One of the biggest issues we have with clinical trials is identifying people—at least if the clinical trial is looking at mild cognitive impairment—to identify those people early on. It's usually easy enough for the doctor to say, "Okay, yeah, you have moderate dementia." That's easy to pick out, but what is not easy to pick out is the thousands, or maybe millions of these people out in the world, and certainly in the US, that have mild cognitive impairment, but don't going to a doctor. They're out there, but we can't find them for clinical trials, and so the trick has always been an effective screening tool, which we believe SAGE/BrainTest is, to be able to identify mild cognitive impairment.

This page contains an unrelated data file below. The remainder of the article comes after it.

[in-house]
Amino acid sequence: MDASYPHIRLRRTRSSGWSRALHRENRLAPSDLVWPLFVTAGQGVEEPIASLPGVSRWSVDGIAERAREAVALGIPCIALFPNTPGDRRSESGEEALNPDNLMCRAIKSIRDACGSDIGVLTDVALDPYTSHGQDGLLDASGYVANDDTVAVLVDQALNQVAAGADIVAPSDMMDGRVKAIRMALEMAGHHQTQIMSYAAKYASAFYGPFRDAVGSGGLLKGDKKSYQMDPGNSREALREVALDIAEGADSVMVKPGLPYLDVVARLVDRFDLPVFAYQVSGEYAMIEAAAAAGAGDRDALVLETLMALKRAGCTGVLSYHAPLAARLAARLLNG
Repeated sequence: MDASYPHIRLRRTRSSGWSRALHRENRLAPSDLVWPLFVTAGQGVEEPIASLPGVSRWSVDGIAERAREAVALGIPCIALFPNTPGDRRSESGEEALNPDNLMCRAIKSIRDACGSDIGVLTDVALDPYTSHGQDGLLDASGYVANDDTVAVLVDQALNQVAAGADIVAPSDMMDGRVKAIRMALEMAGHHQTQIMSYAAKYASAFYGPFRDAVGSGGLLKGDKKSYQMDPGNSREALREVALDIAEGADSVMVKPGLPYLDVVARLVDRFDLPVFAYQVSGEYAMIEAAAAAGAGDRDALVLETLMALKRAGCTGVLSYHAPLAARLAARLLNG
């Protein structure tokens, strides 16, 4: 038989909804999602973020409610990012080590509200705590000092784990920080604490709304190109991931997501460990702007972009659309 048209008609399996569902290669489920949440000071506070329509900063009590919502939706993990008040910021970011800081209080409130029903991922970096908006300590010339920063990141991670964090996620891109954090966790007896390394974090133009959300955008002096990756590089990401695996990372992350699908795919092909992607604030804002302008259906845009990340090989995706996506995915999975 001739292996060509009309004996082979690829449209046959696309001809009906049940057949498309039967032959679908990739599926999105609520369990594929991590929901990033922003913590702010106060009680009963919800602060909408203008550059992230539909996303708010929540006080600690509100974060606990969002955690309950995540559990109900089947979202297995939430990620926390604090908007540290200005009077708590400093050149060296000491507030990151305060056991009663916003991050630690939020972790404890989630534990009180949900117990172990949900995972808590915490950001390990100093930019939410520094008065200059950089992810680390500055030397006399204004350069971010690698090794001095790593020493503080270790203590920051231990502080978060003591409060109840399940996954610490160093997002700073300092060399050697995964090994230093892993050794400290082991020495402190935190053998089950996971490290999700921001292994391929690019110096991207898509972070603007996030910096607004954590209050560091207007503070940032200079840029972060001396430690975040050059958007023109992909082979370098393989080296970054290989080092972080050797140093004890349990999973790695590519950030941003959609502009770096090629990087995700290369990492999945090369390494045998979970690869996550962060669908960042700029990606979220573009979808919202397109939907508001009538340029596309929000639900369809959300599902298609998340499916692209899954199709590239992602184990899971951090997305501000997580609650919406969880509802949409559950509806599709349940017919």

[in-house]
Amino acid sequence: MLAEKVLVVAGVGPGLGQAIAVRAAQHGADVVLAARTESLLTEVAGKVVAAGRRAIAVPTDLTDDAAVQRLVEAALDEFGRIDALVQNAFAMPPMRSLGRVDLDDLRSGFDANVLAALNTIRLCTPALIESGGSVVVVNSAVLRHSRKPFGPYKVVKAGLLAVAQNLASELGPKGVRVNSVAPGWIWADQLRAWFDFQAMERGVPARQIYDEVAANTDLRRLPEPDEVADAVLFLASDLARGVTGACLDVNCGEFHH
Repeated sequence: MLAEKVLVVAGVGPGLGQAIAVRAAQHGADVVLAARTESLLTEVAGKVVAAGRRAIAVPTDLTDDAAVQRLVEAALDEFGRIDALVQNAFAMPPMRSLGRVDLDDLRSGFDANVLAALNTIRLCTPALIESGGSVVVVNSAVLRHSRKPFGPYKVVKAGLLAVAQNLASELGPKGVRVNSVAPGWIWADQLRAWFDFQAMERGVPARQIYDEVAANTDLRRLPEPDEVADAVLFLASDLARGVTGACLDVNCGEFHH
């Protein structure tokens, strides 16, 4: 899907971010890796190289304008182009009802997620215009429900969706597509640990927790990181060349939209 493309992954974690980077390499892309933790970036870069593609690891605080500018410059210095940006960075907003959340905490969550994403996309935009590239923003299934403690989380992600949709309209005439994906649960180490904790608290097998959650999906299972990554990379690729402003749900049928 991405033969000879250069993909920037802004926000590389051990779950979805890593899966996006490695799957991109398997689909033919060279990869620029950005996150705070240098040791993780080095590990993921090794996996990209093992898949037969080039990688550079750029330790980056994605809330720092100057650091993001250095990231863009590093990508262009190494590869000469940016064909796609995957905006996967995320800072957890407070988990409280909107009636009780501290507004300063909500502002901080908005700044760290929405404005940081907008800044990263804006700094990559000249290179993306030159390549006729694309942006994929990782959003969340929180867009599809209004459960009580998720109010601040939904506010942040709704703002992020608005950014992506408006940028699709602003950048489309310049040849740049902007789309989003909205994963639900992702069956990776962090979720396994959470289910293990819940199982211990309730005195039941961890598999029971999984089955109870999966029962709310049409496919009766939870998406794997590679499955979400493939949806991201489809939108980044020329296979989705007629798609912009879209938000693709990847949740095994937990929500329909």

It was designed to identify mild cognitive impairment, not designed to identify, say, dementia. It was designed to pick up people earlier, and that's why it does better than, say, the Mini-Mental State [Examination], because it's a little harder, and you can pick up more subtle deficits earlier with this test. There's lots of great cognitive tests out there that one can use; the advantage of SAGE/BrainTest is that it's self-administered, and so it could be done at home, or if you see an ad for a study, you could get online and take the test.